There's no cure for HIV/AIDS, but medications can control the infection and prevent progression of the disease. Antiviral treatments for HIV have reduced AIDS deaths around the world, and international organizations are working to increase the availability of prevention measures and treatment in resource-poor countries.


The symptoms of HIV and AIDS vary, depending on the phase of infection.

Primary infection (Acute HIV)

Some people infected by HIV develop a flu-like illness within 2 to 4 weeks after the virus enters the body. This illness, known as primary (acute) HIV infection, may last for a few weeks.

Possible signs and symptoms include:

* Fever
* Headache
* Muscle aches and joint pain
* Rash
* Sore throat and painful mouth sores
* Swollen lymph glands, mainly on the neck
* Diarrhea
* Weight loss
* Cough
* Night sweats

These symptoms can be so mild that you might not even notice them. However, the amount of virus in your bloodstream (viral load) is quite high at this time. As a result, the infection spreads more easily during primary infection than during the next stage.

Clinical latent infection (Chronic HIV)

In this stage of infection, HIV is still present in the body and in white blood cells. However, many people may not have any symptoms or infections during this time.

This stage can last for many years if you're receiving antiretroviral therapy (ART). Some people develop more severe disease much sooner.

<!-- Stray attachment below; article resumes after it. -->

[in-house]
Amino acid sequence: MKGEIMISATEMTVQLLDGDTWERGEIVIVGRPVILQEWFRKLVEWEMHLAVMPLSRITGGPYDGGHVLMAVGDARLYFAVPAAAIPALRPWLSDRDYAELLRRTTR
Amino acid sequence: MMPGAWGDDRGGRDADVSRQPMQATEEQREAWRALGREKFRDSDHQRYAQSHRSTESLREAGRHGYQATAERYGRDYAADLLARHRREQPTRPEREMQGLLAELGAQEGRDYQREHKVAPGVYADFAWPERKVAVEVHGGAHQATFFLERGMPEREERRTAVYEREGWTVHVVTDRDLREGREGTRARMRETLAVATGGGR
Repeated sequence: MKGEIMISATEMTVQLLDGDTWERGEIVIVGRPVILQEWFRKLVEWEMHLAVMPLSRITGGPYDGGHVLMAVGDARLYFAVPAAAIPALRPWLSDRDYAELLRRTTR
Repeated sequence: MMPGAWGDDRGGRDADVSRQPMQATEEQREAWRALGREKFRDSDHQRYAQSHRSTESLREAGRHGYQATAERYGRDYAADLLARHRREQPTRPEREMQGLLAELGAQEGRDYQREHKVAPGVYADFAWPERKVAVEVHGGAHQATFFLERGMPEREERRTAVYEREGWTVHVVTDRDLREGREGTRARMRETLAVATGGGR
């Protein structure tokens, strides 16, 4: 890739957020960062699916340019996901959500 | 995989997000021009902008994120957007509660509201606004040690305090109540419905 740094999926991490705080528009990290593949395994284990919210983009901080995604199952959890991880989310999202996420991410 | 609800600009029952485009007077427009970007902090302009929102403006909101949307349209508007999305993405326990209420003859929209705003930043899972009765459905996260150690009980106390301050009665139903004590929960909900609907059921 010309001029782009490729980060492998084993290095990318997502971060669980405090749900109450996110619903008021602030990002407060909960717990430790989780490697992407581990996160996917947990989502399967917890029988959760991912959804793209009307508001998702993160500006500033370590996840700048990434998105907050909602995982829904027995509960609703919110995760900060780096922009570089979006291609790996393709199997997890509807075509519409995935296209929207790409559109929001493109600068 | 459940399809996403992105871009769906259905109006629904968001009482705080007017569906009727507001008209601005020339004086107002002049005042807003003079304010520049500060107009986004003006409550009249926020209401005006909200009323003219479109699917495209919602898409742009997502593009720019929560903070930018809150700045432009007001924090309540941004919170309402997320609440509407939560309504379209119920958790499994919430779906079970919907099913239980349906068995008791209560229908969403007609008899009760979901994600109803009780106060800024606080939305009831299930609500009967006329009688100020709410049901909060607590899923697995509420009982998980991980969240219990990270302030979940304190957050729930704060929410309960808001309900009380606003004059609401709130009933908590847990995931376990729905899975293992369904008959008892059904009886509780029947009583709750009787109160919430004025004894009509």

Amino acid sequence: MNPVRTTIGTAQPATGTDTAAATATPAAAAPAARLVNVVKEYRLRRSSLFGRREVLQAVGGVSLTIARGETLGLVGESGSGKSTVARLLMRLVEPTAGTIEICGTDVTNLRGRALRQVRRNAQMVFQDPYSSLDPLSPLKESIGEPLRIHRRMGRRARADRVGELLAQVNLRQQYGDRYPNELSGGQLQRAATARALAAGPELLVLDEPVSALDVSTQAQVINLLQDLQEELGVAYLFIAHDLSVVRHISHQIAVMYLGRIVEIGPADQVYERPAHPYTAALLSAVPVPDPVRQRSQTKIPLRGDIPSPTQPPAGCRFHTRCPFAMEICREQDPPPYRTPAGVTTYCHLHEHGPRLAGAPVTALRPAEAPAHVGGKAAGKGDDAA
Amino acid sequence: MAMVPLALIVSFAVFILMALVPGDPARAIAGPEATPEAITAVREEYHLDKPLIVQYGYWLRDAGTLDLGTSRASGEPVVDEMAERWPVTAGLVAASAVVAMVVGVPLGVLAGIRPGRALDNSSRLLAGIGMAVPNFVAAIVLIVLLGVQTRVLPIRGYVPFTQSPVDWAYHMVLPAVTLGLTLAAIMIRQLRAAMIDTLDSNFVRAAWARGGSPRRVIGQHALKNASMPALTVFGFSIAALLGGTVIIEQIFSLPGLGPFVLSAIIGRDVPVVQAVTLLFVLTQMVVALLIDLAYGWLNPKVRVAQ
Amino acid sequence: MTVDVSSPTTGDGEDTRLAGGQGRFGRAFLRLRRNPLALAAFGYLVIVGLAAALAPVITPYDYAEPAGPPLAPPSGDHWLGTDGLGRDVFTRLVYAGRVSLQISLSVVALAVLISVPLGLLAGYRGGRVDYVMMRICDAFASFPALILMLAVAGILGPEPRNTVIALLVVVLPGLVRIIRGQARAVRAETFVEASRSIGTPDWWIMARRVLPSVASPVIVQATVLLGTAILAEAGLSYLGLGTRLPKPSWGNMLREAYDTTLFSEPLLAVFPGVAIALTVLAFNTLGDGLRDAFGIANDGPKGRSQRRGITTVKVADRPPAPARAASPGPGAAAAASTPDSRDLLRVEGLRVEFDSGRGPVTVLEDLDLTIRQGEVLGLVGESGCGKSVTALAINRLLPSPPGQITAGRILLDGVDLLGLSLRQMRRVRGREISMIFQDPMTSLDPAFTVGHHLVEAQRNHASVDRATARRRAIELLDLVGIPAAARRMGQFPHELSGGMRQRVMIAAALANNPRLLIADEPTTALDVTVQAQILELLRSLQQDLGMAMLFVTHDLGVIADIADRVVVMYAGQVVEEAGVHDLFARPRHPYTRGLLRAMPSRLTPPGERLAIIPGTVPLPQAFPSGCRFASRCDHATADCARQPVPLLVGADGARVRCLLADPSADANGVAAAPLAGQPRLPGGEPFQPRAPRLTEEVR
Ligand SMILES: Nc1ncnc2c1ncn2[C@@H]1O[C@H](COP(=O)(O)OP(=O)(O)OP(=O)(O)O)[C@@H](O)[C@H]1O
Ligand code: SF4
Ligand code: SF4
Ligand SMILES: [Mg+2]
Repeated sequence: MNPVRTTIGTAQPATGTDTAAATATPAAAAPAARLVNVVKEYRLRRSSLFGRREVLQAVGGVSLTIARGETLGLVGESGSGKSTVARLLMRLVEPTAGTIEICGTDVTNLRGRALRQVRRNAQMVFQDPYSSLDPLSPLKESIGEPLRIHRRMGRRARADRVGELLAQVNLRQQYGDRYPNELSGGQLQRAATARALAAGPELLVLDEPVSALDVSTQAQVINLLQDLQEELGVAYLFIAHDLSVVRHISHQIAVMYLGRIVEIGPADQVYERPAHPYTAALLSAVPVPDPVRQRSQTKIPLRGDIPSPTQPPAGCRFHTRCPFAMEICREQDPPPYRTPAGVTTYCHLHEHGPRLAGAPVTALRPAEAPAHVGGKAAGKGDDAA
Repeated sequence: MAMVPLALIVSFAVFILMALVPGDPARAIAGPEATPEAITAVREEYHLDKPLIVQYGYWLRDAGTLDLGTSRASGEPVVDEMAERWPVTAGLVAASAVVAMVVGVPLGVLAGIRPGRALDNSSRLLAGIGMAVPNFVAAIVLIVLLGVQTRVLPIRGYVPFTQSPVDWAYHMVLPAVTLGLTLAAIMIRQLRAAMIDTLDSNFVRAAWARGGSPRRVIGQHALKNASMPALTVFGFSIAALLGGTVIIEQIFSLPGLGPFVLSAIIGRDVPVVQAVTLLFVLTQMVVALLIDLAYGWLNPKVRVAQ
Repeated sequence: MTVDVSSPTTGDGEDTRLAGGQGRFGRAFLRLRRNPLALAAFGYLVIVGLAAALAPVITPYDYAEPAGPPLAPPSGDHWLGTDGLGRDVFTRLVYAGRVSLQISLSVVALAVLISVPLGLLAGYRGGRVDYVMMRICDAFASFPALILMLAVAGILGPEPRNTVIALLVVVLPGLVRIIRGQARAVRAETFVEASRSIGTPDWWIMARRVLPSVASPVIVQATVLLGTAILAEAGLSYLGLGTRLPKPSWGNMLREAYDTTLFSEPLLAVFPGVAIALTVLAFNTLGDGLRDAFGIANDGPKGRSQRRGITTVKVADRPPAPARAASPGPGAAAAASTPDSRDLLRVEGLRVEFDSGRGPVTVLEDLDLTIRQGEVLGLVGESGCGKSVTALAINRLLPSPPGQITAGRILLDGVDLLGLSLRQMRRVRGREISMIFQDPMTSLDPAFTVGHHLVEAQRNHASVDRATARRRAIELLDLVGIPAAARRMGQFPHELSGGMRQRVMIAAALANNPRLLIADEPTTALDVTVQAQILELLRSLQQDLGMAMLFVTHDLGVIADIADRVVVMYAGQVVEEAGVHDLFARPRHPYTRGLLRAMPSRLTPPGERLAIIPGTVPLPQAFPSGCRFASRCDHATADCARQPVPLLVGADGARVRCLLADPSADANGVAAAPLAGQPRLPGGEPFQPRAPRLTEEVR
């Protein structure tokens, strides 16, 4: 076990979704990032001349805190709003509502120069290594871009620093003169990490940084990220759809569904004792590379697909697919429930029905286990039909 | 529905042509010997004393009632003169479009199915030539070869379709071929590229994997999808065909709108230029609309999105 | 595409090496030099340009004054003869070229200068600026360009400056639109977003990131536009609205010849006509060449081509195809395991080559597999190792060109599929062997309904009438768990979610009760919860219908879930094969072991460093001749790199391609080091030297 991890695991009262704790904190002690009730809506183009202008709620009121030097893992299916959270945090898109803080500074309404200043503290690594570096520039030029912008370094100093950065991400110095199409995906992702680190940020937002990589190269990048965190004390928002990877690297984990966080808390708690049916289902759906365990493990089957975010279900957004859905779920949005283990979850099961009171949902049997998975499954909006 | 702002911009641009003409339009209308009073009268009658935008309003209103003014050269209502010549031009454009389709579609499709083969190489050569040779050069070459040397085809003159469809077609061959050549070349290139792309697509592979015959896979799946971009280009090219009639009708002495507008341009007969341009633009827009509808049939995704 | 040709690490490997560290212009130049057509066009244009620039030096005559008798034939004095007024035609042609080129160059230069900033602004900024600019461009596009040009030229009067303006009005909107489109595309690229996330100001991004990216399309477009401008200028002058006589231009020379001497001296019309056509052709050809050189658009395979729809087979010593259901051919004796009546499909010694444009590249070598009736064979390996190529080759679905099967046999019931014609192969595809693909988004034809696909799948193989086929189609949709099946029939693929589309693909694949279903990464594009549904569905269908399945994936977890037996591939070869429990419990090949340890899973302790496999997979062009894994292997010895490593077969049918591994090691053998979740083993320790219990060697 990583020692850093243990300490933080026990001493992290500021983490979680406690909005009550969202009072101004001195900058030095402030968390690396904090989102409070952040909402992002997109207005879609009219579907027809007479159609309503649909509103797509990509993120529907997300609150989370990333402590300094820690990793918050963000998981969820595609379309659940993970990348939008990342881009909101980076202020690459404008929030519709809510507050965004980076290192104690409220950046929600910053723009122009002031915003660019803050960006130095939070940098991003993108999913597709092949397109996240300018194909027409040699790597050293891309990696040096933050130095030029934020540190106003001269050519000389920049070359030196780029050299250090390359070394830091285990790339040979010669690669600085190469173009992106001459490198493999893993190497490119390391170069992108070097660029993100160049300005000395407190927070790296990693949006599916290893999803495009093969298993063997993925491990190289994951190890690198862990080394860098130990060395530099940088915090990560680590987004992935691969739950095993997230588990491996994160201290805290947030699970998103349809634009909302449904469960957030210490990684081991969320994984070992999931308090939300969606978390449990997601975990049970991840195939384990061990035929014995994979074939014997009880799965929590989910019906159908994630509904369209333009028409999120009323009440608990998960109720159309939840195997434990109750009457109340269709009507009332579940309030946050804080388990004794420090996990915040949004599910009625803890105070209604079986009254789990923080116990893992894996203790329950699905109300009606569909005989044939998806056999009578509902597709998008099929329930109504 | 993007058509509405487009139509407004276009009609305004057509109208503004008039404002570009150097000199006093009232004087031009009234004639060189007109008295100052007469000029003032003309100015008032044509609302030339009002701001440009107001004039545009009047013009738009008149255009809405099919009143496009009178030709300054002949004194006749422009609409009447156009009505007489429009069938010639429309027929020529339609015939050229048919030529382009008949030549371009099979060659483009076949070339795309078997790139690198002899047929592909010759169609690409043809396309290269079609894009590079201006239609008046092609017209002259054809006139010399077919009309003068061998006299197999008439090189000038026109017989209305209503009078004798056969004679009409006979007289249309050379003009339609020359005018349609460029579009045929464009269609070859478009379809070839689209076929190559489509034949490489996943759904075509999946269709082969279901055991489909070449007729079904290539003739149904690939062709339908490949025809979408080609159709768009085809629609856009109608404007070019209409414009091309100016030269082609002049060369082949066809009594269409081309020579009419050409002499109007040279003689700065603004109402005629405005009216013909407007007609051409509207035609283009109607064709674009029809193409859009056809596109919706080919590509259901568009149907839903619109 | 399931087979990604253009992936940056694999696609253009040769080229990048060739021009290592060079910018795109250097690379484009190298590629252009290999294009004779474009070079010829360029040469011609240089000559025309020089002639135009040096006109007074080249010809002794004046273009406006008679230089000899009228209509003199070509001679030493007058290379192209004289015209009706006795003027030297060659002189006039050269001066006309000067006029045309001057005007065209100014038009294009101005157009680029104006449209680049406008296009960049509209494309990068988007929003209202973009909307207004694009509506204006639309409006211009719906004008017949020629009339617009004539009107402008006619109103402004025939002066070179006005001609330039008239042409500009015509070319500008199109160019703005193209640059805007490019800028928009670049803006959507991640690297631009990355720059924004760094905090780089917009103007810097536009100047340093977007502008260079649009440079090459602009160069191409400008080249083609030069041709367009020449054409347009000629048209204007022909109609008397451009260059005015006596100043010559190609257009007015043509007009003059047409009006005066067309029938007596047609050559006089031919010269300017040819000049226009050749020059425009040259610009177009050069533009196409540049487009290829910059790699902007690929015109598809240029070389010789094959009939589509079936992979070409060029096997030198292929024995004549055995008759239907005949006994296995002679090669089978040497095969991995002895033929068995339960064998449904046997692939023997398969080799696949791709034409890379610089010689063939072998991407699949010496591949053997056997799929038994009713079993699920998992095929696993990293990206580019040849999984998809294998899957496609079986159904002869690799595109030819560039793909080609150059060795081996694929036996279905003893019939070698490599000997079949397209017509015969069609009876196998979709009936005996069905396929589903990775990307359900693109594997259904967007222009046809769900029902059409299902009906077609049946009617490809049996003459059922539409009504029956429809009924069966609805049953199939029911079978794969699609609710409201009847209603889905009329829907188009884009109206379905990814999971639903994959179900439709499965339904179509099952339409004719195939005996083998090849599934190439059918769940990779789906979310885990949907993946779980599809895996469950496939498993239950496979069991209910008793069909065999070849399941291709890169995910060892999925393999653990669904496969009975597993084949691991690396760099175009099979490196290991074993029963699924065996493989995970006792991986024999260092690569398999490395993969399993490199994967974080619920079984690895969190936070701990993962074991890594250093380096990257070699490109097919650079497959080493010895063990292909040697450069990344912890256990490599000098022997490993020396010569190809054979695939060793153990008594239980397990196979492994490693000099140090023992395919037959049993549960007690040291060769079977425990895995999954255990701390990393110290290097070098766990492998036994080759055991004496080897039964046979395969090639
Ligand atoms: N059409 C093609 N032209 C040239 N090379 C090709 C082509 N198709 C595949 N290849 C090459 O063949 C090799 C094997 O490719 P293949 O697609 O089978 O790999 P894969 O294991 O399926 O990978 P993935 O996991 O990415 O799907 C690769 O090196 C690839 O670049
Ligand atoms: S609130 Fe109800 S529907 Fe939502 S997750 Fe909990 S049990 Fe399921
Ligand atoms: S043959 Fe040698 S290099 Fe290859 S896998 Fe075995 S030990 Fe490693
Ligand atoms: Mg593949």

Symptomatic HIV infection

As the virus continues to multiply and destroy your immune cells — the cells in your body that help fight off germs — you may develop mild infections or chronic signs and symptoms such as:

* Fever
* Fatigue
* Swollen lymph nodes — often one of the first signs of HIV infection
* Diarrhea
* Weight loss
* Oral yeast infection (thrush)
* Shingles (herpes zoster)
* Pneumonia

Progression to AIDS

Access to better antiviral treatments has dramatically decreased deaths from AIDS worldwide, even in resource-poor countries. Thanks to these life-saving treatments, most people with HIV in the U.S. today don't develop AIDS. Untreated, HIV typically turns into AIDS in about 8 to 10 years.

When AIDS occurs, your immune system has been severely damaged. You'll be more likely to develop diseases that wouldn't usually cause illness in a person with a healthy immune system. These are called opportunistic infections or opportunistic cancers.

The signs and symptoms of some of these infections may include:

* Sweats
* Chills
* Recurring fever
* Chronic diarrhea
* Swollen lymph glands
* Persistent white spots or unusual lesions on your tongue or in your mouth
* Persistent, unexplained fatigue
* Weakness
* Weight loss
* Skin rashes or bumps

When to see a doctor

If you think you may have been infected with HIV or are at risk of contracting the virus, see a health care provider as soon as possible.